This shouldn’t mean writing and writing for the sake of it. Instead, it offers you the chance to go deeper into a subject, to discuss various elements of it, so that by the end, all questions are answered and nothing is unclear.
It also has the advantage of offering you lots of tasty snippets you can extract for use in your social media messaging or email marketing to promote the blog itself.
Links build credibility, because they show that you have researched the subject at hand, and can offer alternative sources and views to those interested in reading further. Add links to other relevant content on your own website, such as more blogs, service pages or landing pages that offer a more extensive read, and to external sources that have given you an insight into what you are writing about.
By doing this, you are helping the reader find exactly what they want, so that they are more informed and better able to make a purchasing decision. And if you are the one giving them the information they need, chances are, they will turn to you when they are ready to make that decision.
Writing great content that nobody is likely to see is as useful as shouting into a big, dark cave. Unless your audience has subscribed to new blog notifications, they will be unaware that you have just written a great article that answers all the questions they have, so spread the word by using your social media platforms to direct people to it.
Use snappy messaging to sum up what your new blog discusses, and encourage readers to share it too, to expand your audience reach.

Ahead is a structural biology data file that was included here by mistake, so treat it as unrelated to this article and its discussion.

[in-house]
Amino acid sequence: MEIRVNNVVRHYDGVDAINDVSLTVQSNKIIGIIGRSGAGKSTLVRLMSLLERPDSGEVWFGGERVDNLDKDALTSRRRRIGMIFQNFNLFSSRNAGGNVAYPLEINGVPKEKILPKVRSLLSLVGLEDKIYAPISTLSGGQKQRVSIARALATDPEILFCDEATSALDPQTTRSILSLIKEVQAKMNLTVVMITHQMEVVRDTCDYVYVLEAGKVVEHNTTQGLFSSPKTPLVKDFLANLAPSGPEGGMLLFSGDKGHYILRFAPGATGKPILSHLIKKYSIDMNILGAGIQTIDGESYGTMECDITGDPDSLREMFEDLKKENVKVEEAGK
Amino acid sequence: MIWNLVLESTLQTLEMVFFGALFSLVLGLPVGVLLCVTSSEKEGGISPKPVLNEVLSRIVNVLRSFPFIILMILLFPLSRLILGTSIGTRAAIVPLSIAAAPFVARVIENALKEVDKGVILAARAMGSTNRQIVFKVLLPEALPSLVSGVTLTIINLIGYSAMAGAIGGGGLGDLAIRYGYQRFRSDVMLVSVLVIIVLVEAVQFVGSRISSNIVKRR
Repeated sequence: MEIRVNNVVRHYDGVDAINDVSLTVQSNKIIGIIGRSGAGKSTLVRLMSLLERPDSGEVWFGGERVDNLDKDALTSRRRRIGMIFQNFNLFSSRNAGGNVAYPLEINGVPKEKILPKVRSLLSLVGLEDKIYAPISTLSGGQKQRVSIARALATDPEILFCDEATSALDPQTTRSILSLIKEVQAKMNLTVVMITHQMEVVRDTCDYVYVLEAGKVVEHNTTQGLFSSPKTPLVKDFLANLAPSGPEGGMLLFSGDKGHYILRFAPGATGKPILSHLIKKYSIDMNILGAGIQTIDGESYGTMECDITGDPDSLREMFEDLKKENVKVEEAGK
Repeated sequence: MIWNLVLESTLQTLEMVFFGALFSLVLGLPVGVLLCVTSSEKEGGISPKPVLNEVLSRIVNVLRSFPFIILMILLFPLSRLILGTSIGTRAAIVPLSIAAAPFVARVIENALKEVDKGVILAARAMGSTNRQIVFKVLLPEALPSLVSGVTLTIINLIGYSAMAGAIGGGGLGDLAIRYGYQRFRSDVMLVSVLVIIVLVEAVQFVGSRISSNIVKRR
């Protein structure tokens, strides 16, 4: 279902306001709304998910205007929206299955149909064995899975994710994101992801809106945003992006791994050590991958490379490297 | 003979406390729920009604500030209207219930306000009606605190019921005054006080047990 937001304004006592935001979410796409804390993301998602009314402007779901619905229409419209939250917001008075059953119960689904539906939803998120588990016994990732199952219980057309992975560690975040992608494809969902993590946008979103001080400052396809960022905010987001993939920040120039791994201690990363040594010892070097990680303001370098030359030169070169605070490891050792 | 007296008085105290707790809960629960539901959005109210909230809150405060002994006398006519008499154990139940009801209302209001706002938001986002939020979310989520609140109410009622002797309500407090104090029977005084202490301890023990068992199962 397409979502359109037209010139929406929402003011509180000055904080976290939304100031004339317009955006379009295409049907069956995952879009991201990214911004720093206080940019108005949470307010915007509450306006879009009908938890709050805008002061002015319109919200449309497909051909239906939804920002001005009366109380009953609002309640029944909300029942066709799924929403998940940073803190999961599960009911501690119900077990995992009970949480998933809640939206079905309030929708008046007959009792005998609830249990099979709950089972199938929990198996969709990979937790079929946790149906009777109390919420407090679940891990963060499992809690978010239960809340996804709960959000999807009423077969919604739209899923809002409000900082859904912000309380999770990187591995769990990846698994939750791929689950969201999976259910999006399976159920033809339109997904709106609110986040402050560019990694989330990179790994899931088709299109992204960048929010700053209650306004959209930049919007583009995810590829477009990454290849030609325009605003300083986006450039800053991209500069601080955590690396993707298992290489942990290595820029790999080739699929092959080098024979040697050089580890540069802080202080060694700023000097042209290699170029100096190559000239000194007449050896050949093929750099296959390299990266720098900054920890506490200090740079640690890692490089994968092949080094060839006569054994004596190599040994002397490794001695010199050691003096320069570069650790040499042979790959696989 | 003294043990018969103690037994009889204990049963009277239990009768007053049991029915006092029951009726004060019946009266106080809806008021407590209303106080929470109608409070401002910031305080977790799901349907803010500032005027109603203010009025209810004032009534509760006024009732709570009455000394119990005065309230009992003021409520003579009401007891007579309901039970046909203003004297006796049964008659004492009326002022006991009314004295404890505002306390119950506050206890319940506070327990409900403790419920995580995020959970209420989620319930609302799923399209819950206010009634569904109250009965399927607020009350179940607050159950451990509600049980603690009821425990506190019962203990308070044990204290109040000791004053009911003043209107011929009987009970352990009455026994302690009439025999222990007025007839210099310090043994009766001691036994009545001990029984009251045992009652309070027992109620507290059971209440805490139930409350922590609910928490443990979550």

You should also consider using paid for promotion such as Facebook or LinkedIn ads, which enables you to segment your messaging towards a specific audience that will find your content helpful and interesting, but may not yet know you exist.
There’s no point in just writing blogs the same way and hoping they are a hit with your audience. You should analyse each piece of content to see what is working, what is not, and why. Are your images strong enough to catch the eye? How about your title and headings? Is your CTA enticing enough? Did anybody click on it? If not, change things up a bit, and see what the results are.
If results improve, then you know what works for the future.
Reuse and repurpose
Once written, a blog is out there forever, but you can always go back in and make changes as and when you want to. A popular blog should be updated with new information or better links, while quotes from new customers who found your content helpful can show others just how reliable and informative you are.
Blog writing can be hard, so use the content you already have to your advantage, and repurpose it to fit a specific need, rather than trying to come up with an endless supply of fresh ideas. That way, you can continue to generate new leads for your business or agency, even when you are stuck for new topics to discuss.
Blogs are a great way to generate leads, but it is important to get them right, in order to provide relevant and useful information to the reader, and to rank well in search engines. The steps above should help you in the process, so to recap:
- Write for your audience
- Optimise with long-tail keywords
- Format for user experience
- Go long
- Use links